Are you returning to work after a holiday break? Are you looking forward to the backlog waiting for you? Didn't think so. This week’s podcast is all about handling overflowing inboxes.
Hello and welcome to episode 111 of the Working With Podcast. A podcast to answer all your questions about productivity, time management, self-development and goal planning. My name is Carl Pullein and I am your host for this show.
This week’s question is a timely one for all of you returning back to work following the holidays. I know what it’s like having to catch up and deal with the backlog and try to get back into work when you can’t remember where you were when you left for the holidays.
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Okay, it’s now time for me to hand you over to the mystery podcast voice for this week’s question
This week’s question comes from Jane. Jane asks: Hi Carl do you have any tips and tricks for getting back to work after the holidays? Every year I come back to a mess and I really don’t want that to happen again this year. Any advice would be greatly appreciated.
Thank you, Jane, for the question and I guess a lot of you are returning to work today after the Thanksgiving holiday. For many of you working only with US clients and customers, you should be okay. For others who have customers, suppliers and clients all over the world your return to work will mean a big backlog to deal with.
Let’s deal with email first. This is the one that causes most problems after being away for holidays or business trips. Even though most people have been on holiday, your inboxes will still have been filling up. It’s likely you will return to work and could easily spend all day dealing with your email. Not the most productive way to start back.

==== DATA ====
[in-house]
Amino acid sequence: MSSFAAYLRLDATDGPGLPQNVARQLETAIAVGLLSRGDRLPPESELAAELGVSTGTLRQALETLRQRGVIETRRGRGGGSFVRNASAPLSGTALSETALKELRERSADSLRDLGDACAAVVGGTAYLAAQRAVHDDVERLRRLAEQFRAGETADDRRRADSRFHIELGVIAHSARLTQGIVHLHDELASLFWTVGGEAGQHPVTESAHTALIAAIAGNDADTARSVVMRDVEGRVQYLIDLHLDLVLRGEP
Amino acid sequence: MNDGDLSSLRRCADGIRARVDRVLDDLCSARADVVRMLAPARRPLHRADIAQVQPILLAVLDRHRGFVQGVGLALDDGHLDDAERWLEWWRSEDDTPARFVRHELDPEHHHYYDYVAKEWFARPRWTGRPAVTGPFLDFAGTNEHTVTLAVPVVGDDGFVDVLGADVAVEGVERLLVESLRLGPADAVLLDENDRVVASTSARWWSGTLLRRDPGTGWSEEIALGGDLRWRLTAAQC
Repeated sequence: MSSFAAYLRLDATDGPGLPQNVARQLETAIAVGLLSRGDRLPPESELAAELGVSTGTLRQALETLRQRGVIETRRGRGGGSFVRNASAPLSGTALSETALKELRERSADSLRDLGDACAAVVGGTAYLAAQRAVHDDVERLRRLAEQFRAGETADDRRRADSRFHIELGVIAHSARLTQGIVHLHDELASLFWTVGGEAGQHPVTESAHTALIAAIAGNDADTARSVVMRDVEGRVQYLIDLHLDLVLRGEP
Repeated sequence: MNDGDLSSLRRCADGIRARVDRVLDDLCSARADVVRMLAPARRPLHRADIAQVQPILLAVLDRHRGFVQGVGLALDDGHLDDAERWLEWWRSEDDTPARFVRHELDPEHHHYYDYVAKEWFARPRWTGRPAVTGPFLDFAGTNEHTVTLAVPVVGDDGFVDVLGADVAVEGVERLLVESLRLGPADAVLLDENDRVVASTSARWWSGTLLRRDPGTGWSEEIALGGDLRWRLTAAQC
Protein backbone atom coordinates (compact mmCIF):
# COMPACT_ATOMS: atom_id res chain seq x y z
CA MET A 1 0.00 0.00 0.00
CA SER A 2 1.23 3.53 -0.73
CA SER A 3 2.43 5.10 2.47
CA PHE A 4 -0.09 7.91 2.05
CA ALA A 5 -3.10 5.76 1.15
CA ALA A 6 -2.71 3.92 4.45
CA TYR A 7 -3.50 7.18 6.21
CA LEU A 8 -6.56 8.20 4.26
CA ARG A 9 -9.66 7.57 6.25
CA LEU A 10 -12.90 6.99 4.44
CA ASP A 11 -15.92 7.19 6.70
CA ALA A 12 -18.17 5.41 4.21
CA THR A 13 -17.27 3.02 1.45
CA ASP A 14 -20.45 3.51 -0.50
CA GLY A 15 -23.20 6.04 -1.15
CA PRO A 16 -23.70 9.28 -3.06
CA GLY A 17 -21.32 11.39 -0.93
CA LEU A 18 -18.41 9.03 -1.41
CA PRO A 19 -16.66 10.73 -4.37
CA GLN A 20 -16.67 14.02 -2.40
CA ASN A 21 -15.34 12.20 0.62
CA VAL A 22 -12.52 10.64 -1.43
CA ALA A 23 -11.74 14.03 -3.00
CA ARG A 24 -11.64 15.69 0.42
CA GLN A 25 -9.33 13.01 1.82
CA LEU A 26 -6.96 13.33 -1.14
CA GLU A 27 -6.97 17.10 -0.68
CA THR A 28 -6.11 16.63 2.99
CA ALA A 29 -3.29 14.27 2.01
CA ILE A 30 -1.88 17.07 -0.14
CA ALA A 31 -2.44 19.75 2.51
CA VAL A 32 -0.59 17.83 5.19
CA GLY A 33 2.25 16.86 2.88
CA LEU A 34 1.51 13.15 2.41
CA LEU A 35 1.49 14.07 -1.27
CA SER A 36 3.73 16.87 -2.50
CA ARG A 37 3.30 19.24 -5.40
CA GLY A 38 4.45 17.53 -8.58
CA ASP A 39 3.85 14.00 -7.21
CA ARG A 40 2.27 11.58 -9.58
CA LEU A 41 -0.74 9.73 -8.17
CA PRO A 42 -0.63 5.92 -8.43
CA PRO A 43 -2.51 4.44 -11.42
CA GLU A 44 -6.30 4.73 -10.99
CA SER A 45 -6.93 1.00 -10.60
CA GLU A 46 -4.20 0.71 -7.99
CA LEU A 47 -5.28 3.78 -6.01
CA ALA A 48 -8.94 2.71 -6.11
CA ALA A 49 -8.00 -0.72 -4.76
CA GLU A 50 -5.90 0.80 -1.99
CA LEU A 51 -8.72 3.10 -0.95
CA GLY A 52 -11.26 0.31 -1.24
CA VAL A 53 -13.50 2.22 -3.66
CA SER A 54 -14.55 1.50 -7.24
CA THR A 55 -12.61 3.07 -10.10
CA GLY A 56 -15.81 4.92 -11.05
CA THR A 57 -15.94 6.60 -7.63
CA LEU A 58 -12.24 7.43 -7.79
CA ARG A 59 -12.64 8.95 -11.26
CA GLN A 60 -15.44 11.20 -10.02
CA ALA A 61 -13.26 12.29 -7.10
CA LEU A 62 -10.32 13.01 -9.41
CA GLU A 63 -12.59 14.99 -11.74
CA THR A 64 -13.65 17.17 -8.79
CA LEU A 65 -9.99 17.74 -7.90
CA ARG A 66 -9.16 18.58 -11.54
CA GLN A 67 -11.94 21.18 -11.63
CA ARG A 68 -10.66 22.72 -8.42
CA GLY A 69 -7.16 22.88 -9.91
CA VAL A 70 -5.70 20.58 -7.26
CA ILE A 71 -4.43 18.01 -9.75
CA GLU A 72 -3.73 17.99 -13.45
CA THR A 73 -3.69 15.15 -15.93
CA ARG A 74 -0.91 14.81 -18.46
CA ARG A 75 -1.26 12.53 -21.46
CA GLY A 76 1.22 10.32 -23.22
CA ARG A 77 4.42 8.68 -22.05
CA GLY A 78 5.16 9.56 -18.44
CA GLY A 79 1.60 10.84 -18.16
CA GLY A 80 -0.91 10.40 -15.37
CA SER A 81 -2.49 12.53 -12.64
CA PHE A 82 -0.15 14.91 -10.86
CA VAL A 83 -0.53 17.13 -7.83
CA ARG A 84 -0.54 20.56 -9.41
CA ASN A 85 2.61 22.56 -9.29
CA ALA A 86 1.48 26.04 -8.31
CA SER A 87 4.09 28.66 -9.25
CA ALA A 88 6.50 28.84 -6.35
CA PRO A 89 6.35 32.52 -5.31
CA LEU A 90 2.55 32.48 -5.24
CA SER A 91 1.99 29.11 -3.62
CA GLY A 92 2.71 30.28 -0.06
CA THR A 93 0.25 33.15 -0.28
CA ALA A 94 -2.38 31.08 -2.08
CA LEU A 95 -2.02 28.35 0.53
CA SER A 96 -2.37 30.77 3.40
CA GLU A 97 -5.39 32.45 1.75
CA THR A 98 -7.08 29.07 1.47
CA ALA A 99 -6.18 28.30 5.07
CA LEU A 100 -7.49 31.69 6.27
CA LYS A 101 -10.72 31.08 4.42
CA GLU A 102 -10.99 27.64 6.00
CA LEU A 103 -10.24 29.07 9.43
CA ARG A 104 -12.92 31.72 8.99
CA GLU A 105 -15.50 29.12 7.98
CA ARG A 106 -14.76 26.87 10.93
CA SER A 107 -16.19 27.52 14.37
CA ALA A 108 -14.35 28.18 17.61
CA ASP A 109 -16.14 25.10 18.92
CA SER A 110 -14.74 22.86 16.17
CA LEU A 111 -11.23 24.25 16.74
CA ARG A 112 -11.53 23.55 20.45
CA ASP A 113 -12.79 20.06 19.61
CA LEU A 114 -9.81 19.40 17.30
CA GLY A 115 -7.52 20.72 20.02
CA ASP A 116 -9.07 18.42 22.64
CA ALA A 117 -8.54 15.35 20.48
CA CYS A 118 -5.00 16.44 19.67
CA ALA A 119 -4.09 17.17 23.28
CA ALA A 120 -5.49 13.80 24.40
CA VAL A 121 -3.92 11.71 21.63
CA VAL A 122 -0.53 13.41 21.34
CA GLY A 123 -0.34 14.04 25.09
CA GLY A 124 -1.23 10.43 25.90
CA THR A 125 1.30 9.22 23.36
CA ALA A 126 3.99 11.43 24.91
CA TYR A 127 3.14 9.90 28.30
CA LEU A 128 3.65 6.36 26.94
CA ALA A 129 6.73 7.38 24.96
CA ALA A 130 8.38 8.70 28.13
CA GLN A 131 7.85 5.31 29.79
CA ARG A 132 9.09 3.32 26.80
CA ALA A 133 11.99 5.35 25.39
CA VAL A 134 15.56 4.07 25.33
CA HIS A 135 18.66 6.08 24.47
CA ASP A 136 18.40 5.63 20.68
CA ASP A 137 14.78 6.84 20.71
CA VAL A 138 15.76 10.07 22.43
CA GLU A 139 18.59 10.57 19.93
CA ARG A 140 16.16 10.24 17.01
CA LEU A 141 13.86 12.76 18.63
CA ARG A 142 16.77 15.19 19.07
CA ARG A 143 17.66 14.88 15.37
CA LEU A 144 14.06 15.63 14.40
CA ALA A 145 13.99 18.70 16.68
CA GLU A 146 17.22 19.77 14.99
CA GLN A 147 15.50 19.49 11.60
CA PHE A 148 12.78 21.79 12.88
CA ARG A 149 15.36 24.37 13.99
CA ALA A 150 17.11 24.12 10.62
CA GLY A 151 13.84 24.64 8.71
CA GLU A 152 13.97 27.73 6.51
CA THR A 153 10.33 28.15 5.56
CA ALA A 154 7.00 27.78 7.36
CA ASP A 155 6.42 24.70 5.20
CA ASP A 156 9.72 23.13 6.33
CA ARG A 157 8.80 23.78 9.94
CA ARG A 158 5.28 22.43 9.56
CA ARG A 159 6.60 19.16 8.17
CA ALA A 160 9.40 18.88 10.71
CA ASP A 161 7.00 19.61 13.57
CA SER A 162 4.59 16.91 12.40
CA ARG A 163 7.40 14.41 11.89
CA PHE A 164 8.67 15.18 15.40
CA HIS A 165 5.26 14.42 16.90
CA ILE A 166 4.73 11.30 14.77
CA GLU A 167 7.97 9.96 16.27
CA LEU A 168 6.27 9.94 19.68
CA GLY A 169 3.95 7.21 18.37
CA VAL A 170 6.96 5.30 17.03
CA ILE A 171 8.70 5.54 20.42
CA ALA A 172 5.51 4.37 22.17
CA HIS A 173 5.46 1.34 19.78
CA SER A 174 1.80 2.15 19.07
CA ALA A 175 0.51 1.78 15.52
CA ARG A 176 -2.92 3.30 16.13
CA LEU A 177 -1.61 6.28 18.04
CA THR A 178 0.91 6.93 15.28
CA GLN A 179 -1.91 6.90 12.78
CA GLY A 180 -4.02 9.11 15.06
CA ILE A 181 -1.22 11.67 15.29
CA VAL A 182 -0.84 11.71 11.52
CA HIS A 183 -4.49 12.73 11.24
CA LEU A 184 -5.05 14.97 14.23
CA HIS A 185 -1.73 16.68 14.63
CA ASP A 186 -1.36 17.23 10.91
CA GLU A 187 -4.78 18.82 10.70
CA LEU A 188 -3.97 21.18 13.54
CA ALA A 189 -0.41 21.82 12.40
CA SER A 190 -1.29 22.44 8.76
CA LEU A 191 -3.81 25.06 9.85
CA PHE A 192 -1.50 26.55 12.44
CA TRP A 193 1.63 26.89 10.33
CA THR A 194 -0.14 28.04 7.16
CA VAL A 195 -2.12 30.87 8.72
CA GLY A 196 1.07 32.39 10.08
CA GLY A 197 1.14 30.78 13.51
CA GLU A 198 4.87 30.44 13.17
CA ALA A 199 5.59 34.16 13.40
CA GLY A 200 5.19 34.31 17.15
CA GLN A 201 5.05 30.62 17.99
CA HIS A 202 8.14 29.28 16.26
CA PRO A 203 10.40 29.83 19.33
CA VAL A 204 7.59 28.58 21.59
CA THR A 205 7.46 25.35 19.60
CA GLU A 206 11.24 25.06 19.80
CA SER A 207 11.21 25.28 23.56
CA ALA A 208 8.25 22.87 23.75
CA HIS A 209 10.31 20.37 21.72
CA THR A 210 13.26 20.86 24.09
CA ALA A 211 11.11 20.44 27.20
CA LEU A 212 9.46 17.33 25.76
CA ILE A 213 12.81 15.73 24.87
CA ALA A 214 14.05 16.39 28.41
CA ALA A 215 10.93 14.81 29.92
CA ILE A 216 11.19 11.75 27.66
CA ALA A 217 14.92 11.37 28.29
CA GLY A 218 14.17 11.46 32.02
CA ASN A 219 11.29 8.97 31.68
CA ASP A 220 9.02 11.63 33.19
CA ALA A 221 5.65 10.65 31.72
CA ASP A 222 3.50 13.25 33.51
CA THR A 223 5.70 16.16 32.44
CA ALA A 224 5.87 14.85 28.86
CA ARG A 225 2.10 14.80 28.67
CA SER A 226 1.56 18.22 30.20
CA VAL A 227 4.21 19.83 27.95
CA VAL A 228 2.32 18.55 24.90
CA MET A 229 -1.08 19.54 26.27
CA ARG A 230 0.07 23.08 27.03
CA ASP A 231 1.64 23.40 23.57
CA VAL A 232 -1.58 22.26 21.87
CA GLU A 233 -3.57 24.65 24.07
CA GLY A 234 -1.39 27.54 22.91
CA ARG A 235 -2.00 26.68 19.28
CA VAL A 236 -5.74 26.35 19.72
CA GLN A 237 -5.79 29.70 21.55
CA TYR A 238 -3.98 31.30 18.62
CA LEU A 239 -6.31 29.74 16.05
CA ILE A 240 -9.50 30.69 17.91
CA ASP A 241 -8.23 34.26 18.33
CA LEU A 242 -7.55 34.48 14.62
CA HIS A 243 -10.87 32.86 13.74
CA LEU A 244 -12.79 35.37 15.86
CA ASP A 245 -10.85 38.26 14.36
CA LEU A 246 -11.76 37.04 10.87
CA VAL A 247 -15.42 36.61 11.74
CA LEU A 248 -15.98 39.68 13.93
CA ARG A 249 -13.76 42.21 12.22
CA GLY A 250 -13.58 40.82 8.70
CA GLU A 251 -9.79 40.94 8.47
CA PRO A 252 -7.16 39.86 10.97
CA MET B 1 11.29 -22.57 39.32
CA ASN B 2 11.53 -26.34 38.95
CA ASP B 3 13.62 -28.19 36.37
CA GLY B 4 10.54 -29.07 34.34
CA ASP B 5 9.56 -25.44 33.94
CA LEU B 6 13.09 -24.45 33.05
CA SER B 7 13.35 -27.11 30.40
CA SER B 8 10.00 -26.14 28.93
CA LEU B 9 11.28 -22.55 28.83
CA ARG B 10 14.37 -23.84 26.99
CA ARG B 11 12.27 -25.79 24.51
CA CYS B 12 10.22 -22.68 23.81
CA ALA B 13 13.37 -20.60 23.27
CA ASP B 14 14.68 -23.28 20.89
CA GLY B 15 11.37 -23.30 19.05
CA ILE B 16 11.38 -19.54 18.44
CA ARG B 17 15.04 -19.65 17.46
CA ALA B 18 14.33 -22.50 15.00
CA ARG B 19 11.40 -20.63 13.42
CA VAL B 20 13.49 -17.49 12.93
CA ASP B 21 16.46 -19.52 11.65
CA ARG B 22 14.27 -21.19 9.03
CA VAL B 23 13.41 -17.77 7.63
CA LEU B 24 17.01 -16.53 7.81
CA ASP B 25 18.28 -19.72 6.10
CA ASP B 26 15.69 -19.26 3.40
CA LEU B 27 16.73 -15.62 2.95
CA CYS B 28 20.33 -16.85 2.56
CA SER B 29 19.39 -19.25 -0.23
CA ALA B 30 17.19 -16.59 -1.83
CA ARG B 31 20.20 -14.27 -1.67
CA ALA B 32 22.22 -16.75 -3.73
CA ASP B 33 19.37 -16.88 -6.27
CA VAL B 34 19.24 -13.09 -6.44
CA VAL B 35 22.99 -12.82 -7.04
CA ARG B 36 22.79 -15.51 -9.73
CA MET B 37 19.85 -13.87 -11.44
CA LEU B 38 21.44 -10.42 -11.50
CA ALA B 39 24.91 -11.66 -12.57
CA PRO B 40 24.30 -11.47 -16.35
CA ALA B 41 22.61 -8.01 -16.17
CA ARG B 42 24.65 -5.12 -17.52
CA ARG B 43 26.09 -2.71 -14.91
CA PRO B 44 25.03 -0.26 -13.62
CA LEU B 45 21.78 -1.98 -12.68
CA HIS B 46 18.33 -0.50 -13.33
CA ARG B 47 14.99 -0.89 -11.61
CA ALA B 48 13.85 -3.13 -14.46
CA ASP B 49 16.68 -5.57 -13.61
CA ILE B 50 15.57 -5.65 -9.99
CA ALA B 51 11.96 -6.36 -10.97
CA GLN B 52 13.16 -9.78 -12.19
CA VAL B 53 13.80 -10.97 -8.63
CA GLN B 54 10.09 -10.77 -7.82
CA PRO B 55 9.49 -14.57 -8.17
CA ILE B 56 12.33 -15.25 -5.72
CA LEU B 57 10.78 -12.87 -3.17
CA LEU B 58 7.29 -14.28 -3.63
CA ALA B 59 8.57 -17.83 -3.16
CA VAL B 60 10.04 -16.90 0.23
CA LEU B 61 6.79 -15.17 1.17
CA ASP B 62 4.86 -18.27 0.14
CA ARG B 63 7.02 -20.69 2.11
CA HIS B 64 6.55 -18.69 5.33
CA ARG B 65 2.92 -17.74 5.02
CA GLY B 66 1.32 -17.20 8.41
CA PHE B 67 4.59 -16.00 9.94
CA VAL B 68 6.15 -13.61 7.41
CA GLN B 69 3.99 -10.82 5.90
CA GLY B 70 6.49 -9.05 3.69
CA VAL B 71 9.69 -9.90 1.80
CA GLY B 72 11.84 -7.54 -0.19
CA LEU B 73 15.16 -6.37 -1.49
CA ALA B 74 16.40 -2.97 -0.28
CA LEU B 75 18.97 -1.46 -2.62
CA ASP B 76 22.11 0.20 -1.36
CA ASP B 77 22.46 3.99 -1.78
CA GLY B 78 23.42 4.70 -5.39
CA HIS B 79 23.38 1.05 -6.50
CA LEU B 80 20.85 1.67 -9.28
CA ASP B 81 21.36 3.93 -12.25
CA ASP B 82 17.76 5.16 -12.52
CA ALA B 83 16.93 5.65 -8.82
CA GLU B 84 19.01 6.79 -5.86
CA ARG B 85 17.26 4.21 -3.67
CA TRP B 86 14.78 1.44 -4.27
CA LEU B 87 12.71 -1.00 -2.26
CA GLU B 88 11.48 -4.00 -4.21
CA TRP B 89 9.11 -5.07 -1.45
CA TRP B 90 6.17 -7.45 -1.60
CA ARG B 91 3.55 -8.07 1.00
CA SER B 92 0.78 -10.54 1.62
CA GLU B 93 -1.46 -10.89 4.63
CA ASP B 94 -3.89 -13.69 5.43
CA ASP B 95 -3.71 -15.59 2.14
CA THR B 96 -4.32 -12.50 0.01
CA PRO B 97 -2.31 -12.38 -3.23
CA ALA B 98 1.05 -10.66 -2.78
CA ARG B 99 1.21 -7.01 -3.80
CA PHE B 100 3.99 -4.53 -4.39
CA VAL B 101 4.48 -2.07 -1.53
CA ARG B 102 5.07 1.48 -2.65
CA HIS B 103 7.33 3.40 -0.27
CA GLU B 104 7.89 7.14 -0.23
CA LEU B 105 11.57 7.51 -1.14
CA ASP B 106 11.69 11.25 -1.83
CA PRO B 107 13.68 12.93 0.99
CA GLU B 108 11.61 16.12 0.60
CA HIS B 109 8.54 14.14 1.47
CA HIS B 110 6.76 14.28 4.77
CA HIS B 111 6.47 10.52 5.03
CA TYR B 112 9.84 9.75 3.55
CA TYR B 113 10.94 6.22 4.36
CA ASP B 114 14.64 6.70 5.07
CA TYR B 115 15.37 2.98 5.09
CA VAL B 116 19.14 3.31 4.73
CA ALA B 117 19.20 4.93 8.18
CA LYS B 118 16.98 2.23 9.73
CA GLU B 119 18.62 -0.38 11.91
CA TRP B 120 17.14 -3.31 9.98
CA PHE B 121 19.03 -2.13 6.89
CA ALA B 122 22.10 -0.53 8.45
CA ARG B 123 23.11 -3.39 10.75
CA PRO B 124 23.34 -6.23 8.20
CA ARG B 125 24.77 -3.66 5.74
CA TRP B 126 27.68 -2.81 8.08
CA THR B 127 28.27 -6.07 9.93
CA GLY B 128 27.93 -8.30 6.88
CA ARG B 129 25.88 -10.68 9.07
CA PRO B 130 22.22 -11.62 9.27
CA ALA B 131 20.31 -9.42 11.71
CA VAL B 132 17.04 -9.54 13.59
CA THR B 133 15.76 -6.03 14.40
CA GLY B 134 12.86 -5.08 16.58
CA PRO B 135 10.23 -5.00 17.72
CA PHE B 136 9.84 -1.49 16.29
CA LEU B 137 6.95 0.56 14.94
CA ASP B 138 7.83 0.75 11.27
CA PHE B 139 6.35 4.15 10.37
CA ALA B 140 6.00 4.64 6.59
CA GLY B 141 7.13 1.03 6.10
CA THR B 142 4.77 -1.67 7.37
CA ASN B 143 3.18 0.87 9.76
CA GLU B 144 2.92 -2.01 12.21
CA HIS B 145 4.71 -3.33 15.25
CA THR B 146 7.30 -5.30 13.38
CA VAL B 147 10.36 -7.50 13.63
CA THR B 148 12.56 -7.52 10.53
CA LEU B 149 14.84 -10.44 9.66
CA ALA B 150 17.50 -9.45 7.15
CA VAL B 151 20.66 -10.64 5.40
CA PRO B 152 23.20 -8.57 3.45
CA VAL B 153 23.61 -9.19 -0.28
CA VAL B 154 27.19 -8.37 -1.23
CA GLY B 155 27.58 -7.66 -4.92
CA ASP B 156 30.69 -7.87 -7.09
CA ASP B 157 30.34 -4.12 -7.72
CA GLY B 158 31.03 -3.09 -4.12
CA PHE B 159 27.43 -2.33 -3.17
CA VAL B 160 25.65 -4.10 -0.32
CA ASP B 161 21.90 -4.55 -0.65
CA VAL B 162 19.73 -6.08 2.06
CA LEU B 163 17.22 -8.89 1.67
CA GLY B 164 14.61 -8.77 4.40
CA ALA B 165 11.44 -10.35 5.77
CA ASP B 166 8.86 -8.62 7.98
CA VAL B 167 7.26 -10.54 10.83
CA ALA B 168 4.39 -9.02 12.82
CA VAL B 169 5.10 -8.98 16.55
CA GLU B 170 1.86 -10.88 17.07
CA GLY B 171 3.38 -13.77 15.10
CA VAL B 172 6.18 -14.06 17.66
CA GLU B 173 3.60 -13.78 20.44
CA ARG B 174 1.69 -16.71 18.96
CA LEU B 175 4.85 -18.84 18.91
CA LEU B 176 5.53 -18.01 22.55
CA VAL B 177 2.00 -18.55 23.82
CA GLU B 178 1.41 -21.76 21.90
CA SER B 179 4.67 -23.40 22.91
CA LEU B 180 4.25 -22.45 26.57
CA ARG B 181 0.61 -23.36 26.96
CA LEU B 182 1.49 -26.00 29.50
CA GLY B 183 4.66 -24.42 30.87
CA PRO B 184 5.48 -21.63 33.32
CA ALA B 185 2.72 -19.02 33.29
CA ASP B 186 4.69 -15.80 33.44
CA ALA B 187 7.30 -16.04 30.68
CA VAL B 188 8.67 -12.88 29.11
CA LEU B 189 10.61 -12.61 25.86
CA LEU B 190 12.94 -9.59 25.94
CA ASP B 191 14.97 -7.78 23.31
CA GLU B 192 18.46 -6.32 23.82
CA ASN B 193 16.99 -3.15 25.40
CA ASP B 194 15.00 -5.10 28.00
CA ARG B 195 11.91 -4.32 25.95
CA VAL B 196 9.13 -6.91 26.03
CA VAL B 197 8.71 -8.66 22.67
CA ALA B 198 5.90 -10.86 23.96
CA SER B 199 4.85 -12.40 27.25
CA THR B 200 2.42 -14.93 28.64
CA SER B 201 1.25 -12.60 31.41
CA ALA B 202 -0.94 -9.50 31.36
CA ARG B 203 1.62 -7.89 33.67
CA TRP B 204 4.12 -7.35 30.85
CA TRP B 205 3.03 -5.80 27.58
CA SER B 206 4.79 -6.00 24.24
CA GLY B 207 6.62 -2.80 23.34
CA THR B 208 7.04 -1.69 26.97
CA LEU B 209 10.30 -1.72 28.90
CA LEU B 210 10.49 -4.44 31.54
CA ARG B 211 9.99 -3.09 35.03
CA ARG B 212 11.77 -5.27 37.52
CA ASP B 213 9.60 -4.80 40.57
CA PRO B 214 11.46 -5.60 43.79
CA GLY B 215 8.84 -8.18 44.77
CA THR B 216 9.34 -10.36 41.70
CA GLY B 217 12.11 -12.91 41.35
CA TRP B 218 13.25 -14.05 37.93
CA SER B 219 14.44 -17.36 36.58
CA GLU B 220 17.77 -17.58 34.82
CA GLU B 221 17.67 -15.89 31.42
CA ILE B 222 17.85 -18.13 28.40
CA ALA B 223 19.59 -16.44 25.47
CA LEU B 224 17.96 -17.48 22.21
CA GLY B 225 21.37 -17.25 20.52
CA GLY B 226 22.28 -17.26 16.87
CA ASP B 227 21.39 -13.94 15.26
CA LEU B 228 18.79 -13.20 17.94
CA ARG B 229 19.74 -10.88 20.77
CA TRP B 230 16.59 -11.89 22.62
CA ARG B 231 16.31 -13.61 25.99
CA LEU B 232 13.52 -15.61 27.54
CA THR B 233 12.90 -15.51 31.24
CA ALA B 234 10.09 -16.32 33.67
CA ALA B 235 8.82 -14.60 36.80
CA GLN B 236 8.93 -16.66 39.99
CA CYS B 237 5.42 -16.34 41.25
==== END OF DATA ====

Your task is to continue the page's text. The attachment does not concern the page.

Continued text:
Now, before we go any further whatever you do do not “snooze” email. That's the silliest thing you could do. You’ve already seen the email, you know it’s coming back but now there’s little you can do with it until it does come back. You need control, so if you cannot make a decision about something right now, move it to an Action Required folder (or as I have an “action today” folder). This way, you retain control over what’s coming in and what’s going out. When you use features like snooze, all you’ve done is delayed the inevitable. You will have to make a decision about the email sooner or later. Sooner is always better than later.
Keep in mind pretty much everyone is going to return to work with overflowing inboxes and most of those people will spend all morning, if not all day, dealing with it. This means there’s little pressure on you to reply to email. In fact, not replying to email straight away will probably get you some points for not adding to other people’s backlog. It also means you can process not do. That means begin at the top of your inbox, and make decisions about what each email means to you. It means not replying to email—even if it will only take two minutes—ten two-minute emails equals twenty minutes of doing. You’re not doing, you’re processing and the two are very different.
As you go through your inbox, run a questions workflow like this...
What is it?
What do I have to do with it?
If the answer is reply, then send it to an action folder. If it’s nothing then either delete or archive it and move on to the next email. When processing things like email, the focus needs to be on speed. The faster you process, the sooner you can get on to work that matters. Work that will move projects and goals forward.
When you are dealing with a large backlog the goal is to get the backlog processed as quickly as possible so you can start doing work that matters. Having a backlog of email hanging around you will not help get things back under control. Only once you have made decisions about what something is and what you have to do about it will you be able to get on to work that matters without worrying about unknown stuff you still have to make decisions about.